In cases involving emergencies, like childbirth, women may be allowed to give birth without having to pay first, but they might be hassled for the fees during their admission. At discharge, they can be told to settle their bills, failing which, they are denied proof of that infant’s birth, which has happened at some hospitals in Gauteng. The absence of this proof of birth places migrant infants at risk of being stateless and further places them in a precarious position given the clamp-down on undocumented persons.

In June 2021, with our partner organisations, SECTION27 wrote to the Gauteng health department, the National Department of Health, and the Department of Home Affairs about this troubling practice of withholding proof of birth. We requested that they provide the affected clients with such proof of birth and for the Departments of Health and Home Affairs to inform their administrators of their responsibilities to migrant women and children.

Reasons for free healthcare services

There are clear justifications in public health and in law for why access to free services for pregnant women and young children is critical to preserving life and promoting well-being.

From a public health perspective, the denial of healthcare services affects pregnant women and young children in different ways. As has been demonstrated above, pregnant women and young children have special health needs, which if left unattended can jeopardise the health and life of each of them as individuals and public health at large (particularly in so far as communicable diseases are concerned).

From a legal perspective, the National Health Act already provides that government and public clinics and community health care centres must provide all pregnant and lactating women and children below the age of six (who are not on medical aid) with free health services. This is subject to any condition prescribed by the Minister of Health regarding the categories of persons eligible for such a right. To date, no such conditions have been prescribed. This means that all pregnant and lactating women and children under six, including those who are migrants, are entitled to access free services.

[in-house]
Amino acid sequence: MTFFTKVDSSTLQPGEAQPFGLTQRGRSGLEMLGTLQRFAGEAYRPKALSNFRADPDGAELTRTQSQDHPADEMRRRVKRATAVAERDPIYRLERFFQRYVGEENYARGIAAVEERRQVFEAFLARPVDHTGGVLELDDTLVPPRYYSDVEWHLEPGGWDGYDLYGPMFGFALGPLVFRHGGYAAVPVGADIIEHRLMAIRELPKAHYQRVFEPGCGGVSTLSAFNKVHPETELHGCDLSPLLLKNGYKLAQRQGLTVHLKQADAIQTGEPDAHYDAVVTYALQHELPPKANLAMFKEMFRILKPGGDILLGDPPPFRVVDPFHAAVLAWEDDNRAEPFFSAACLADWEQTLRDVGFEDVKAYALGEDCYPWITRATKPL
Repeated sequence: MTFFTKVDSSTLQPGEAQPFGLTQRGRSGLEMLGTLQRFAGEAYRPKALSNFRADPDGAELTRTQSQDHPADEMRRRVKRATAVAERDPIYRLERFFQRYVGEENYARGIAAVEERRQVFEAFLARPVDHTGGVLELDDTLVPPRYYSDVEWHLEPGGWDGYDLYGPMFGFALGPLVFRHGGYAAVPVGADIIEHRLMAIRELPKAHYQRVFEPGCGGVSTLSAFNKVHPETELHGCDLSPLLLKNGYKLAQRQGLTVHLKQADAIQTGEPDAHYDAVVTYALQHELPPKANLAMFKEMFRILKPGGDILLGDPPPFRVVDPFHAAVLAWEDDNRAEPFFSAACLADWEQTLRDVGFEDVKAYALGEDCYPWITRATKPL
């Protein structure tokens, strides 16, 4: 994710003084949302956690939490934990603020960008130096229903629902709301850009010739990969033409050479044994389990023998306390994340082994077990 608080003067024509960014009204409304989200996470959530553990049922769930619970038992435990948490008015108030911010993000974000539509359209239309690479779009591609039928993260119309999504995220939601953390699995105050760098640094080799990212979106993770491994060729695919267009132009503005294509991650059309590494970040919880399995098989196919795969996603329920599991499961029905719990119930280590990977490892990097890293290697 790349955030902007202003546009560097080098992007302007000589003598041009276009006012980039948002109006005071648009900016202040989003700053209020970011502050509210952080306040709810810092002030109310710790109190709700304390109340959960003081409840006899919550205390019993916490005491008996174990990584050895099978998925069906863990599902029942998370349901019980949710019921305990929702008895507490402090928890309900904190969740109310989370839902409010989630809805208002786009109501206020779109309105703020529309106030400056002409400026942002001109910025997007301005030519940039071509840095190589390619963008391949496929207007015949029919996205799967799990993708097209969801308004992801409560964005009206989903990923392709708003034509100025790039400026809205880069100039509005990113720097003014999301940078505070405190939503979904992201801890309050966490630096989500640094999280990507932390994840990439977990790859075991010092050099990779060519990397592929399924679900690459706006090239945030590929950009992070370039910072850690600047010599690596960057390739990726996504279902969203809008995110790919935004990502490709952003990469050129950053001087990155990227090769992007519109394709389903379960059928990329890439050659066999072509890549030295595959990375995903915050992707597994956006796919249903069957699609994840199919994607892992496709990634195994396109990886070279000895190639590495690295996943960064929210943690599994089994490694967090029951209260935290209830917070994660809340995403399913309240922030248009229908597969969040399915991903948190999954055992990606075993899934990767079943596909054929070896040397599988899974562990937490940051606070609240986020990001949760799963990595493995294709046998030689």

SECTION27’s Kholofelo Mphahlele is on @MoutseRadio963 talking migrants in South Africa and their rights to access health care.

What does the law say? Tune in… Also read her article on medical #xenophobia in @SpotlightNSP

Read more: https://t.co/uIOdDo1XGr

@Kholo21 pic.twitter.com/JyYQtZr2XU

— SECTION27 (@SECTION27news) August 30, 2022

In the law, free access to healthcare services for such persons is a means of securing universal access to healthcare services. The inherent vulnerability of all pregnant and breastfeeding women and young children is incontrovertible. This vulnerability is then exacerbated by the additional vulnerability of migrant persons, particularly those who are undocumented or asylum seekers. To guarantee equitable access, without impediment, it is reasonable to not have a condition for eligibility for free healthcare, particularly a condition that is as hard to enforce as migration and documentation status.

In any case, hospitals are neither the appropriate place to enforce immigration rules nor are their staff the appropriate personnel to engage in such enforcement. There are legal and ethical duties that are placed on hospitals and healthcare professionals regarding the treatment of patients. The discharge of those duties should be their primary responsibility.

Despite the sound basis for access to free healthcare services, we continue to encounter migrant women and young children who are being denied access to healthcare services at hospitals in Gauteng. This is in addition to the victimisation they can face at public health facilities because of their migration and documentation status. Some are turned away at the gates of hospitals simply because they cannot pay for free services while others ‘routinely face discrimination and abuse’.

Pregnant and breastfeeding women and young children should have free healthcare services, irrespective of nationality and documentation status. It is an entitlement that our law already affords them and one that we will continue to defend.

*Mahlathi is a paralegal in the Advice Office at SECTION27 and Ndlela is an attorney in the health team at SECTION27.

NOTE: This opinion piece was written by employees of SECTION27. Spotlight is published by SECTION27 and the TAC, but is editorially independent – an independence that the editors guard jealously. The views expressed in this piece are not necessarily those of Spotlight.